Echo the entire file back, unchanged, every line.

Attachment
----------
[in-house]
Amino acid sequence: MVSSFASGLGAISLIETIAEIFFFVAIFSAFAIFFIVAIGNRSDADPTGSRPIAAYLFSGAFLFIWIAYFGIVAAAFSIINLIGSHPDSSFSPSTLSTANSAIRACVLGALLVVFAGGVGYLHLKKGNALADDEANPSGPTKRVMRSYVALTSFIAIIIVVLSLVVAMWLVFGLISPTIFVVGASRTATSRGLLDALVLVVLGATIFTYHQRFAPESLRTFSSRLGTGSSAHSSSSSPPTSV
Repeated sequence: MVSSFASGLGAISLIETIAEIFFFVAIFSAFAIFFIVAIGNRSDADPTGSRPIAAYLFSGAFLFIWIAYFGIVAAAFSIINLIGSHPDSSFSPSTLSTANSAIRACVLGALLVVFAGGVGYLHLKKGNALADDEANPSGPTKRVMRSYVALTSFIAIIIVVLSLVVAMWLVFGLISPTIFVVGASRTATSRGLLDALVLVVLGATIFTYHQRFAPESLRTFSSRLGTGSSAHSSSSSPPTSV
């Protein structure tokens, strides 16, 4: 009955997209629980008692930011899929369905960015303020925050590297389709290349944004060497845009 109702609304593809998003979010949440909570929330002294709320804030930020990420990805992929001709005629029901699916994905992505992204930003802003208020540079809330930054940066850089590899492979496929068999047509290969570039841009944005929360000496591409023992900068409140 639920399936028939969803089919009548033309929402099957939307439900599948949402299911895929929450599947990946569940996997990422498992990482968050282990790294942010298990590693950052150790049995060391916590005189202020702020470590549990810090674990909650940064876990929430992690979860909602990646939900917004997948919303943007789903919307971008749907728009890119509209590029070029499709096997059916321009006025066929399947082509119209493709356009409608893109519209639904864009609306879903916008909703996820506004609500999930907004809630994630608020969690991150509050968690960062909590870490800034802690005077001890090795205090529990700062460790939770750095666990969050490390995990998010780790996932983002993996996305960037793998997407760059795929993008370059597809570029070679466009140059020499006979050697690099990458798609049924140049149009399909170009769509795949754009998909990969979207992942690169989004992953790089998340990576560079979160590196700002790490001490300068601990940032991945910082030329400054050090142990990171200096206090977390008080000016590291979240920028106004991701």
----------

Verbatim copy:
[in-house]
Amino acid sequence: MVSSFASGLGAISLIETIAEIFFFVAIFSAFAIFFIVAIGNRSDADPTGSRPIAAYLFSGAFLFIWIAYFGIVAAAFSIINLIGSHPDSSFSPSTLSTANSAIRACVLGALLVVFAGGVGYLHLKKGNALADDEANPSGPTKRVMRSYVALTSFIAIIIVVLSLVVAMWLVFGLISPTIFVVGASRTATSRGLLDALVLVVLGATIFTYHQRFAPESLRTFSSRLGTGSSAHSSSSSPPTSV
Repeated sequence: MVSSFASGLGAISLIETIAEIFFFVAIFSAFAIFFIVAIGNRSDADPTGSRPIAAYLFSGAFLFIWIAYFGIVAAAFSIINLIGSHPDSSFSPSTLSTANSAIRACVLGALLVVFAGGVGYLHLKKGNALADDEANPSGPTKRVMRSYVALTSFIAIIIVVLSLVVAMWLVFGLISPTIFVVGASRTATSRGLLDALVLVVLGATIFTYHQRFAPESLRTFSSRLGTGSSAHSSSSSPPTSV
């Protein structure tokens, strides 16, 4: 009955997209629980008692930011899929369905960015303020925050590297389709290349944004060497845009 109702609304593809998003979010949440909570929330002294709320804030930020990420990805992929001709005629029901699916994905992505992204930003802003208020540079809330930054940066850089590899492979496929068999047509290969570039841009944005929360000496591409023992900068409140 639920399936028939969803089919009548033309929402099957939307439900599948949402299911895929929450599947990946569940996997990422498992990482968050282990790294942010298990590693950052150790049995060391916590005189202020702020470590549990810090674990909650940064876990929430992690979860909602990646939900917004997948919303943007789903919307971008749907728009890119509209590029070029499709096997059916321009006025066929399947082509119209493709356009409608893109519209639904864009609306879903916008909703996820506004609500999930907004809630994630608020969690991150509050968690960062909590870490800034802690005077001890090795205090529990700062460790939770750095666990969050490390995990998010780790996932983002993996996305960037793998997407760059795929993008370059597809570029070679466009140059020499006979050697690099990458798609049924140049149009399909170009769509795949754009998909990969979207992942690169989004992953790089998340990576560079979160590196700002790490001490300068601990940032991945910082030329400054050090142990990171200096206090977390008080000016590291979240920028106004991701």